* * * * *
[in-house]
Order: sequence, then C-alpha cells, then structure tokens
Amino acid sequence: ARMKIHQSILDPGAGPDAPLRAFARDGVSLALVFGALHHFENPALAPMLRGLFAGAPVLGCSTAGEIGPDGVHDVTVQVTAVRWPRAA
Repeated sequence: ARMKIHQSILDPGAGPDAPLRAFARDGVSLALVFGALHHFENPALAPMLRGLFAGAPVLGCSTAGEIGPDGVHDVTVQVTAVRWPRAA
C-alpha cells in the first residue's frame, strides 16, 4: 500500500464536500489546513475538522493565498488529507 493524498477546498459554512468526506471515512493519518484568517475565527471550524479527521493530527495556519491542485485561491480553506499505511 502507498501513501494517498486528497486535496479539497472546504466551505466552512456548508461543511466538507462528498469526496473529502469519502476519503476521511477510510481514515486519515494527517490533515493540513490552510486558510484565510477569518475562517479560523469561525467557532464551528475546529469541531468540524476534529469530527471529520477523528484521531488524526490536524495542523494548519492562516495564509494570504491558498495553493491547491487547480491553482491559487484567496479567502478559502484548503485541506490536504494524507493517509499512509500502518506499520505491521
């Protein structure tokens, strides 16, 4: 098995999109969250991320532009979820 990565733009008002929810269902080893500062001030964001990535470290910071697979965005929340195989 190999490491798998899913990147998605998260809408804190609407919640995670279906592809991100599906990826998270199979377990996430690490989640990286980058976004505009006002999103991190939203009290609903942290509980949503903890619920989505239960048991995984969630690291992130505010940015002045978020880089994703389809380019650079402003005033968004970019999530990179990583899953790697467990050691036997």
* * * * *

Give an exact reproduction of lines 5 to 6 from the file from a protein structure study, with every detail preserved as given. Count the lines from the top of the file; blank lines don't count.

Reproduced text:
C-alpha cells in the first residue's frame, strides 16, 4: 500500500464536500489546513475538522493565498488529507 493524498477546498459554512468526506471515512493519518484568517475565527471550524479527521493530527495556519491542485485561491480553506499505511 502507498501513501494517498486528497486535496479539497472546504466551505466552512456548508461543511466538507462528498469526496473529502469519502476519503476521511477510510481514515486519515494527517490533515493540513490552510486558510484565510477569518475562517479560523469561525467557532464551528475546529469541531468540524476534529469530527471529520477523528484521531488524526490536524495542523494548519492562516495564509494570504491558498495553493491547491487547480491553482491559487484567496479567502478559502484548503485541506490536504494524507493517509499512509500502518506499520505491521
């Protein structure tokens, strides 16, 4: 098995999109969250991320532009979820 990565733009008002929810269902080893500062001030964001990535470290910071697979965005929340195989 190999490491798998899913990147998605998260809408804190609407919640995670279906592809991100599906990826998270199979377990996430690490989640990286980058976004505009006002999103991190939203009290609903942290509980949503903890619920989505239960048991995984969630690291992130505010940015002045978020880089994703389809380019650079402003005033968004970019999530990179990583899953790697467990050691036997």